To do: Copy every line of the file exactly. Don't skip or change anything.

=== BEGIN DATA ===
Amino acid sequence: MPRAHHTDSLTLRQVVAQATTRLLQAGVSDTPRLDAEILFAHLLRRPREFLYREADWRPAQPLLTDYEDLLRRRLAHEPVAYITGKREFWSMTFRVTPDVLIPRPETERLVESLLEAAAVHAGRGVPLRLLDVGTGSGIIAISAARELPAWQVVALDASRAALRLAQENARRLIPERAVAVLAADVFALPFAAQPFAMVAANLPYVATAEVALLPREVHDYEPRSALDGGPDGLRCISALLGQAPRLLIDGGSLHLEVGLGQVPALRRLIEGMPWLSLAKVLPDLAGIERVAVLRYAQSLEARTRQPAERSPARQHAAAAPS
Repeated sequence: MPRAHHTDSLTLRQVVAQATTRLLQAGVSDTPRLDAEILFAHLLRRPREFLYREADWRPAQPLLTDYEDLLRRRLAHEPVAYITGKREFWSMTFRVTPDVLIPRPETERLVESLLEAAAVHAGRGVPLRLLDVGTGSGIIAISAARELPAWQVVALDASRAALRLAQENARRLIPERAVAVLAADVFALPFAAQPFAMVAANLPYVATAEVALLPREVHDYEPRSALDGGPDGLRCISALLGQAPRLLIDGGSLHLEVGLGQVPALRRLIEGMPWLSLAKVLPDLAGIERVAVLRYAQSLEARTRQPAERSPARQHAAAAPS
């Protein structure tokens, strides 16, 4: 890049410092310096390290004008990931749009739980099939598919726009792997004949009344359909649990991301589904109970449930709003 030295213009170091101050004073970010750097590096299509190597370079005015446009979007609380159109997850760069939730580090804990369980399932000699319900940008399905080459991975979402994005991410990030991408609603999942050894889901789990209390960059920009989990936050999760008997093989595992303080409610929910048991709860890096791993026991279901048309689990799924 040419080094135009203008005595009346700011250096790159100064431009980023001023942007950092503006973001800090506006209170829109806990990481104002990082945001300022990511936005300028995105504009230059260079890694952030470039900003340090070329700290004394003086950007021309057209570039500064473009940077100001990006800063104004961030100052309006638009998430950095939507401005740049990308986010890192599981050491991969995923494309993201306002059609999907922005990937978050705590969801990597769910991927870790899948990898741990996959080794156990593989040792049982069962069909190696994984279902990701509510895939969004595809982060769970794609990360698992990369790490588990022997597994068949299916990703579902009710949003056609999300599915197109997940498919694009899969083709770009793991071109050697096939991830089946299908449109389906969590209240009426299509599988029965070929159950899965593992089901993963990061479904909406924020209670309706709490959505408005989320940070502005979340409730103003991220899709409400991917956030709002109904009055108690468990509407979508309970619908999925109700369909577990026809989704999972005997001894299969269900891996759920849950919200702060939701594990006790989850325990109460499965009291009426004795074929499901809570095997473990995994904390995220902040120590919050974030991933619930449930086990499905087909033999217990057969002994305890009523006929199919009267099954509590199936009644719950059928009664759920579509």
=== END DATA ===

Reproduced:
Amino acid sequence: MPRAHHTDSLTLRQVVAQATTRLLQAGVSDTPRLDAEILFAHLLRRPREFLYREADWRPAQPLLTDYEDLLRRRLAHEPVAYITGKREFWSMTFRVTPDVLIPRPETERLVESLLEAAAVHAGRGVPLRLLDVGTGSGIIAISAARELPAWQVVALDASRAALRLAQENARRLIPERAVAVLAADVFALPFAAQPFAMVAANLPYVATAEVALLPREVHDYEPRSALDGGPDGLRCISALLGQAPRLLIDGGSLHLEVGLGQVPALRRLIEGMPWLSLAKVLPDLAGIERVAVLRYAQSLEARTRQPAERSPARQHAAAAPS
Repeated sequence: MPRAHHTDSLTLRQVVAQATTRLLQAGVSDTPRLDAEILFAHLLRRPREFLYREADWRPAQPLLTDYEDLLRRRLAHEPVAYITGKREFWSMTFRVTPDVLIPRPETERLVESLLEAAAVHAGRGVPLRLLDVGTGSGIIAISAARELPAWQVVALDASRAALRLAQENARRLIPERAVAVLAADVFALPFAAQPFAMVAANLPYVATAEVALLPREVHDYEPRSALDGGPDGLRCISALLGQAPRLLIDGGSLHLEVGLGQVPALRRLIEGMPWLSLAKVLPDLAGIERVAVLRYAQSLEARTRQPAERSPARQHAAAAPS
């Protein structure tokens, strides 16, 4: 890049410092310096390290004008990931749009739980099939598919726009792997004949009344359909649990991301589904109970449930709003 030295213009170091101050004073970010750097590096299509190597370079005015446009979007609380159109997850760069939730580090804990369980399932000699319900940008399905080459991975979402994005991410990030991408609603999942050894889901789990209390960059920009989990936050999760008997093989595992303080409610929910048991709860890096791993026991279901048309689990799924 040419080094135009203008005595009346700011250096790159100064431009980023001023942007950092503006973001800090506006209170829109806990990481104002990082945001300022990511936005300028995105504009230059260079890694952030470039900003340090070329700290004394003086950007021309057209570039500064473009940077100001990006800063104004961030100052309006638009998430950095939507401005740049990308986010890192599981050491991969995923494309993201306002059609999907922005990937978050705590969801990597769910991927870790899948990898741990996959080794156990593989040792049982069962069909190696994984279902990701509510895939969004595809982060769970794609990360698992990369790490588990022997597994068949299916990703579902009710949003056609999300599915197109997940498919694009899969083709770009793991071109050697096939991830089946299908449109389906969590209240009426299509599988029965070929159950899965593992089901993963990061479904909406924020209670309706709490959505408005989320940070502005979340409730103003991220899709409400991917956030709002109904009055108690468990509407979508309970619908999925109700369909577990026809989704999972005997001894299969269900891996759920849950919200702060939701594990006790989850325990109460499965009291009426004795074929499901809570095997473990995994904390995220902040120590919050974030991933619930449930086990499905087909033999217990057969002994305890009523006929199919009267099954509590199936009644719950059928009664759920579509």